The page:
2. The process is unidirectional, doesn’t incorporate feedback, and so the How is not clear. eg – a job interview where the organization and the interviewee focus on the interviewee’s what and how, but not on the organization’s or manager’s; or a contract where the customer feels they got a bad deal mid way through the contract.

She who consistently succeeds in business obsesses over the How. She asks the same question over and over to get to the root cause. She breaks down the problem, the opportunity, and the solution in smaller manageable chunks. She constantly plans, acts, checks, and re-calibrates. She continuously improves process and flow.

Screen Shot 2018-02-08 at 12.47.32 AM

ROA tree of hospitality business (Source: Operations Forensics – Richard Lai)


Now juxtapose this with one’s life.

A great liver of life must ask the following questions in addition to Why and What she wants:

  1. How is her current environment (stakeholders and expectations) structured to enable her to reach her goals.
  2. How do the current and desirable unit economics work
  3. How will she train to reach the current goal and level up to the next
  4. How does she deal with constraints she is currently faced with (time, energy and attention or material, emotional and spiritual)
  5. How does the current ROI / ROA tree break up for any endeavor she undertakes

These questions indicate genuine curiosity to understand how life is lived. Only when we understand how to live, can we understand key levers, and then attempt to affect or change life.

A failure to care about these questions causes Type 2 errors – keeping bad company, undertaking terrible work assignments, buying unnecessary things, and acquiring undesirable liabilities.

For two main reasons.

  1. The focus is mainly on the What and not on the How. So while the goal is clear, the  How isn’t and the result is seldom achieved.
  2. The process is unidirectional, doesn’t incorporate feedback, and so the How is not clear. Focusing on the goal without accepting or learning from feedback that life is providing.

She who has a fulfilling life, is clear about the How. She continuously improves self and surrounding in a manner congruent to her How.

This is why one finds highly fulfilled individuals across all strata, geographies, and races. Fulfillment is a function of how one lives life, not of what one has in it.


Operations – the How, is the bridge between the Goal and Result.

Focusing on operations is not a prescription to a rigid, fully structured, start – only – when – you – are -fully -ready approach to business or to life.

Rather, it is an acknowledgement that both at work and in life, we have to constantly keep jumping off cliffs. Building a bridge, packing a parachute, and learning how to grow wings increases the odds of a successful landing, and makes the flight smoother and more enjoyable.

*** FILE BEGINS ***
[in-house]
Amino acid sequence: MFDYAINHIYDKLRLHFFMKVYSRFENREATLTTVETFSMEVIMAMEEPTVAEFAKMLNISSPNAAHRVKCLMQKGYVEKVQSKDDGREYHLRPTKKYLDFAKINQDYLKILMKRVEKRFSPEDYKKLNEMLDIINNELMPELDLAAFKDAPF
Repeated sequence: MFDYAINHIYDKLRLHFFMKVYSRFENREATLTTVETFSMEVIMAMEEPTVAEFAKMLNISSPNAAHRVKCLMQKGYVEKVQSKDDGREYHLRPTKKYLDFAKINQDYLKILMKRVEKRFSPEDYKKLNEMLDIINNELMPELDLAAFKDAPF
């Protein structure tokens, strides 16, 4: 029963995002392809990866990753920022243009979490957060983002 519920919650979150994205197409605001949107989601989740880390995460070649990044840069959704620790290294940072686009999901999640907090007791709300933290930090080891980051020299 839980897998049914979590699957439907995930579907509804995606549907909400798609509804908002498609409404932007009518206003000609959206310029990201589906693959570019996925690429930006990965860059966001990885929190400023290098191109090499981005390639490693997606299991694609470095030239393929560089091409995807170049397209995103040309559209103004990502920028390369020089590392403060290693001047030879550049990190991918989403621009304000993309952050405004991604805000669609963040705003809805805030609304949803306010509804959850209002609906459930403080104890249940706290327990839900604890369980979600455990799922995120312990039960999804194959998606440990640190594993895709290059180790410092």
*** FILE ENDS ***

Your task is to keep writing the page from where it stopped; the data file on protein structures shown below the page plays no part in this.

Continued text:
Codex Vitae 2017

2017 has been a challenging and rewarding year. This Codex Vitae is my attempt to articulate, catalog, and educe what I’ve learnt. As part of the Codex Vitae, I will list

  1. Important things I learnt
  2. Beliefs and learning that strengthened
  3. Things that I changed my mind about
  4. Books, resources, and people who had an impact
  5. Habits I collected and dropped
  6. Tools I found useful
  7. What lies ahead in 2018

I’ve tried to focus more on underlying principles instead of instances. I’ve tried to provide links, references, and acknowledgements wherever appropriate. However, please point out any additions necessary. I’d love to hear back from you.

1. Things I learnt

1. Compounding – Financial compounding is common knowledge, but the big eureka  was that compounding is a universal phenomenon. Applies to everything.

Business and technology (Virality – social networks, platform businesses, Moore’s law, Swanson’s law et al), Health and disease (elimination of almost all deadly diseases, how cancer spreads), and Art and entertainment among others.

The best form of compounding is interdisciplinary learning – principles of physics used to understand and solve problems of biology or business or the discipline of daily exercise impacting discipline of thought and efficiency at work. The universality of compounding as a principle is simply amazing. And as with financial compounding, the sooner one starts, the better.

2. Discipline – Focus on my own health in 2017 led to this learning. I’ve been moderately disciplined with circumstance based on and off in many aspects of life. But this year I started viewing discipline as a tool of freedom. I’d like to bifurcate this into two.

First – discipline of action (physical rituals –  exercise, sleep, food, hygiene et al; personal rituals – family time, reading, writing, running errands et al; and professional rituals – planning, doing, documenting, reporting, following up, escalating et al). This is more or less like having a checklist and checking it off diligently. This is a habit forming mechanism.

Second – discipline of thought. And it is manifested in more than one form – Focus, CompressionSimplicity among others.

Both types of discipline require one to resolutely and consistently do things irrespective of whether one wants to or not, irrespective of what the obstacle is, and therein lies its compounding power. The results are staggering but most people don’t stay the course and in turn don’t get to see the results.